Hannibal 3×1 Review: Antipasto
Antipasto, the traditional first course of an Italian meal, was a satisfying starter after our long fast. We’ve been starved for more, but the he-ate-us is finally over. Hannibal is a work of art. Every slow motion blood splatter, every tightly framed shot, all the way down to the aspect ratio details is done with purpose. It’s visually stunning, but crafted in a way that everything has meaning. Even the shot where Hannibal stands in front of a projector slide includes a perfectly-aimed image of Lucifer’s face directly over his. While the plot was light and seemed to serve mostly to put new pieces on the board for the rest of the season, the visual style elevated the entire episode to one of the best hours of television I’ve seen in many months. Hannibal is back and it certainly did not disappoint.
A large portion of the episode focused on Bedelia. While she was initially introduced as a character that seemed aware of what Hannibal is, but not outwardly intimidated by it, her strength in the face of an obviously dangerous man has waned. She can barely keep up appearances in front of others, constantly averting her eyes and speaking with a subtly wavering voice. This is not the Bedelia of season one, but a frightened victim who has no way out. But really, who can blame her? While Hannibal seems to be honest with her, his honesty doesn’t exactly mean much. It could be just another play at manipulating her and, after Anthony pointed out that the meal they were eating was often used to make meat taste better, it’s quite possible that Hannibal may place her on his menu at some point in the future. To avoid such a fate, she has to avoid being either rude or a liability. If she becomes either, I have no doubt Hannibal would kill her in a heartbeat.
Speaking of the character Anthony, it was great to see Tom Wisdom show up on this show. I’ve been enjoying his portrayal of Michael on Dominion, but this role was completely different from the badass archangel I’ve come to know him as. Unfortunately he became a liability, which meant that his time was cut tragically short. Thankfully Dominion premieres next month so I don’t have to wait too long before his gorgeous face is back on my TV screen.
The most surprising thing for me was the expanded background on Abel Gideon’s time with Hannibal. He didn’t just eat his own leg then die. He actually stuck around with Hannibal for a while and seemed to get eaten very slowly. I’m bizarrely fascinated by the dynamic at play between these two characters. I can’t even really articulate why, because it’s very clearly a horribly messed up situation, but Gideon just takes it in such stride. He is, after all, a serial killer though, so he’s going to react to things in a peculiar way. This, however… is beyond strange. I can’t take my eyes off this interplay.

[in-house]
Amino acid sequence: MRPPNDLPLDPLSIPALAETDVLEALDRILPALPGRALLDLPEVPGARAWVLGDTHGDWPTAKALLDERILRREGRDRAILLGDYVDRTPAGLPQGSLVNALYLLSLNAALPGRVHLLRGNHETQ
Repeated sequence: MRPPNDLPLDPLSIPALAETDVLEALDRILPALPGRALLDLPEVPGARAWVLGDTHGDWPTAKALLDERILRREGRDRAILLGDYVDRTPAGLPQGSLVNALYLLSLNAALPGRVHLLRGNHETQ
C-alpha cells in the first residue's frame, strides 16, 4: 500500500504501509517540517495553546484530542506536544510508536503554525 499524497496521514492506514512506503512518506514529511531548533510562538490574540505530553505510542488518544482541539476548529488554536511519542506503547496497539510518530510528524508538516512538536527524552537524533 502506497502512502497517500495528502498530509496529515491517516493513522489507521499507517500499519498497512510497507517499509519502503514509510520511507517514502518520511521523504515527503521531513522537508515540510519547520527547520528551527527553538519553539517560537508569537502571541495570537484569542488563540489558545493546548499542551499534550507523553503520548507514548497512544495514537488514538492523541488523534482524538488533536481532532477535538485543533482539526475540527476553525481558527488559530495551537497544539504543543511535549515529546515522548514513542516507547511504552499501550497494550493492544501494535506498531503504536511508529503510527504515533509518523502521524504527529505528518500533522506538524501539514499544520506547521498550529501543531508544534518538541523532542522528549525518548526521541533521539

And I’m just going to take a moment to get completely shallow. Can we just stop and appreciate Mads Mikkelsen in leather on a motorcycle? Just for a moment. Please.
Yes. Good. Moving on.
There was no Will Graham this week, and the fates of the characters from the finale are still left up in the air. We can make educated guesses based on who was present at last year’s panel at San Diego Comic-Con, but we just don’t know for sure. It’s possible these characters may only show up in flashback sequences and not much more.
Author: Angel Wilson
Angel is the admin of The Geekiary and a geek culture commentator. They earned a BA in Film & Digital Media from UC Santa Cruz. They have contributed to various podcasts and webcasts including An Englishman in San Diego, Free to Be Radio, and Genre TV for All. They’ve also written for Friends of Comic Con and is a 2019 Hugo Award winner for contributing fanfic on AO3. They identify as queer.
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2 thoughts on “Hannibal 3×1 Review: Antipasto”
It had some good dark humor too, the kind that makes you uneasy that you chuckled. Beautiful cinematography – probably the best on television!
Absolutely. The cinematography is so incredible. It’s pure art.
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